Bio - Stefanie Worth

Biography of Stefanie Worth, Author
At varying times in her life, Stefanie Worth wanted to be a priest, a model, a dancer, a cop and
a lawyer. Oh, yes, and a writer. Fortunately, life’s been kind enough to let her sample most of her
heart’s desires – except for the seminary. She began studying ballet at age six and branched into
other forms of dance during middle school, winning the Miss Black Teenage World of Missouri
title at 17 and landing a coveted spot on the University of Missouri-Columbia Golden Girls
squad as a college sophomore.
Along the way, she started her first diary – lined note cards contained by tin-foil covered
cardboard, began writing “Letters to the People” that allowed her to privately editorialize on life,
developed a penchant for poetry and decided that being a writer meant pursing a career as a
The thing she remembers most about Journalism School at the University of MissouriColumbia, is that students spent more time learning about life than they did learning how to
write. A surprise then, but perfectly logical more than twenty years later, Worth understands that
“writing what you know” means experiencing the world for yourself.
She started predictably, following the prescribed career course dictated by the J-School:
anchoring Morning and Evening Edition segments for National Public Radio affiliate KBIA and
morning news cut-ins for KOMU-TV. Worth moved to Detroit and joined WJLB radio in Detroit
where she soon found herself doing on-air news. From there, her roads diverged and she choose
to pursue print journalism, working for the Michigan Chronicle and penning briefs for the Metro
Times and articles for Class, Black Excellence and Upscale magazines. Yet, those other “wantto-do’s” kept calling and so she obliged.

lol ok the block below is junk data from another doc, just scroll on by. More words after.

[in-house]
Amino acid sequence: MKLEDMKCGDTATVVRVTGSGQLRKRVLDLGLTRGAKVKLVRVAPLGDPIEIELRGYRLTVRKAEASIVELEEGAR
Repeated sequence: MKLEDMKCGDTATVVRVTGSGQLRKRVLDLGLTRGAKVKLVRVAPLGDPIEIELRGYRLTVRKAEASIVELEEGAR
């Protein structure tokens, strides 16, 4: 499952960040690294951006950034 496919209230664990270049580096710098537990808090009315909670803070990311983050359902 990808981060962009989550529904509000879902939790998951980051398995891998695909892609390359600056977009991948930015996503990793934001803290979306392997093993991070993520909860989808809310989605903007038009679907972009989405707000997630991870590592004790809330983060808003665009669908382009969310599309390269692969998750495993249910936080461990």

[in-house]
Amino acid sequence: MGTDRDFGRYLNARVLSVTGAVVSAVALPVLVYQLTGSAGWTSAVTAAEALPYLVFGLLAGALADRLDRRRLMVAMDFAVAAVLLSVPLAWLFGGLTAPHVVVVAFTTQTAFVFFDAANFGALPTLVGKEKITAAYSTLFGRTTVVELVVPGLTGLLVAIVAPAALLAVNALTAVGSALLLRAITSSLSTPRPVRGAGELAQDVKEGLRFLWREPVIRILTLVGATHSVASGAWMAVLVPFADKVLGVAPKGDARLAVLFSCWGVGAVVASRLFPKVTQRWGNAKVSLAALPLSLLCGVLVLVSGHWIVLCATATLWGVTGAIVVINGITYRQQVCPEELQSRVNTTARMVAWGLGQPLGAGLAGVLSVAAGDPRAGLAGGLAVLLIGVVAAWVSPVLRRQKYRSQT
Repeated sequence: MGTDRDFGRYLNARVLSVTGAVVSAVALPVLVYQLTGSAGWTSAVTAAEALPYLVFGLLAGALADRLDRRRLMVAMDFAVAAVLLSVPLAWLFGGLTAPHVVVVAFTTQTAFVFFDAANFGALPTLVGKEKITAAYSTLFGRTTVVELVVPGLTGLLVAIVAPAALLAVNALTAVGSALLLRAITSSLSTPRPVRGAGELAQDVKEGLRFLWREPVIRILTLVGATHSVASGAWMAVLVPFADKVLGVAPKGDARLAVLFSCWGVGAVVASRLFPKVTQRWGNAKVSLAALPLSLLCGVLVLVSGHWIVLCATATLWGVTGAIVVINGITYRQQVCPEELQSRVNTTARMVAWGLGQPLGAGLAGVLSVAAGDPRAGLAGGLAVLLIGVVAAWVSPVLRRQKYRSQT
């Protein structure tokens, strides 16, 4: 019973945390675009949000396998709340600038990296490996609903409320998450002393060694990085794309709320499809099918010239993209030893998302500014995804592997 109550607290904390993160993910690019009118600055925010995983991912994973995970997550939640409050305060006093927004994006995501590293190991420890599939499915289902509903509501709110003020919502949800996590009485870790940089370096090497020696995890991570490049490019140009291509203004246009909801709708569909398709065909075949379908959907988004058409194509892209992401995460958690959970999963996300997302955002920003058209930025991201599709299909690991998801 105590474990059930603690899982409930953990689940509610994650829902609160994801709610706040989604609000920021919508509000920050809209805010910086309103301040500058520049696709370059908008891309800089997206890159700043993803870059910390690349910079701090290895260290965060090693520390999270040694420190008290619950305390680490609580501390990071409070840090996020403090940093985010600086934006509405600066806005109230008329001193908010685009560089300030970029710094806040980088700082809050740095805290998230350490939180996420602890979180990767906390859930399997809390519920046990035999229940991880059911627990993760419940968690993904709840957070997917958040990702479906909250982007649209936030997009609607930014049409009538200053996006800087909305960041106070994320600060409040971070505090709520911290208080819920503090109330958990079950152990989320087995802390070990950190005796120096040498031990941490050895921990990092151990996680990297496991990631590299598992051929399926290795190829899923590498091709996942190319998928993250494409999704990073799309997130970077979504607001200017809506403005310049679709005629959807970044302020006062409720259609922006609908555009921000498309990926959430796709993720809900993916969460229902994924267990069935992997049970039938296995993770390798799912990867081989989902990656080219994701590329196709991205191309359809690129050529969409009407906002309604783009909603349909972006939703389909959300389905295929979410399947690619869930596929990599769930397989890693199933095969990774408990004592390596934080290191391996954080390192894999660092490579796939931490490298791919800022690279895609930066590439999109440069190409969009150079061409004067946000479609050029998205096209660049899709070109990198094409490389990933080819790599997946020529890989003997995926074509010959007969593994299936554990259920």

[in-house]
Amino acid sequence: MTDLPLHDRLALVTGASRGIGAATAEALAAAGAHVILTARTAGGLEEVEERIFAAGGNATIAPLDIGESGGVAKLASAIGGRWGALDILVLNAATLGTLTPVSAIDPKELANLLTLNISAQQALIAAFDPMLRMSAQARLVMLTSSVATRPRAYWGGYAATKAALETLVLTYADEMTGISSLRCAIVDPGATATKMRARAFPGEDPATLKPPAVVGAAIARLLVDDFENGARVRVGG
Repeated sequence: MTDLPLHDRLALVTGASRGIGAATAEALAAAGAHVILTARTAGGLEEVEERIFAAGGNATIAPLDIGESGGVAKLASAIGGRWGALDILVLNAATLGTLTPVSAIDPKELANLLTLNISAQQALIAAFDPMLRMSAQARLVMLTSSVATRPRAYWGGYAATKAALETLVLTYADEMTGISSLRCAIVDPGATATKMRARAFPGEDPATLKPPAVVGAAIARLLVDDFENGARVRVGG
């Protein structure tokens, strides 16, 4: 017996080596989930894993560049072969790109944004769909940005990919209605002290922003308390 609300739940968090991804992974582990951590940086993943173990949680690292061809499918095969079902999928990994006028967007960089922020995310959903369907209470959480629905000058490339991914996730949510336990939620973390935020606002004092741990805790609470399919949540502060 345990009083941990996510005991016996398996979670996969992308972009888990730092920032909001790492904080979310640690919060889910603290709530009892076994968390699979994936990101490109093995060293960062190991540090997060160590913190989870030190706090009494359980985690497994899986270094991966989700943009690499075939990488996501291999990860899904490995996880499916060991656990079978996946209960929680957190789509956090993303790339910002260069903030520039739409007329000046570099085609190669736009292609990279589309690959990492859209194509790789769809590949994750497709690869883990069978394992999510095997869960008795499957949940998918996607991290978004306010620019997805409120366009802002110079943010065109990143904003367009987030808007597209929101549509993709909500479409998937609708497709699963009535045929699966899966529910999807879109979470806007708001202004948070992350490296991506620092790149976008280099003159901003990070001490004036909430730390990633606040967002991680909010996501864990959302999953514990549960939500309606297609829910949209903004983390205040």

Unlike some adventurous writers, she did not sign up for modeling school and narrate
Detroit area fashion shows as background for a future Chick Lit novel. Likewise, her temporary
aspirations to join the Detroit Police Department weren’t intended to prepare her mind for a true
crime caper. (Yes, she took the written test, but had to admit to herself that she wanted to start as
a detective and not have to work her way up.) And time spent in paralegal classes was not meant
to fuel her inner John Grisham. No, in fact, she viewed it simply as a substitute for law school
and a quick career back up option. Thus, the pursuit was short-lived.
Nonetheless, each experience was duly documented in her journals-of-the-moment and
filed away under “lived and learned.” Throughout her career dabbling, the writing remained
constant, morphing from one arena to the next – media, government, education and nonprofit
jobs – until she found herself back where she started at ten years old: still wanting to be a writer,
now specifically, an author. The publication of her first novel, Where Souls Collide (Leisure,
August 2007), brings that dream to fruition.
Worth’s first book tells the story of Navena, a reporter forced to reconcile her family’s
psychic gift, the reappearance of a former lover and the survival of her newspaper with clues
from a nightmare predicting murder. The contemporary romance draws on selected areas of
expertise as its foundation, but leaves many other areas of experience untapped for use in future
Her pre-fiction work has met with starter-style successes: Inkling (now Where Souls
Collide) placed as a finalist in Coeur de Louisiane’s 2005 Romancing the Tome Contest; her
poem “Romance” won first place in the 1993 Paul Laurence Dunbar poetry contest sponsored by
the Detroit Writers Guild; her poem “Milagro” was featured in the Metro Times 1992 annual
Summer Fiction Issue; and her work at the Michigan Chronicle was recognized by the National
Newspaper Publishers Association (NNPA). Worth hopes her past honors predict a bright future.
She feels fortunate to be able to lend a unique adult perspective to all her childhood dreams;
one that will let her fondest wishes come true through her writing.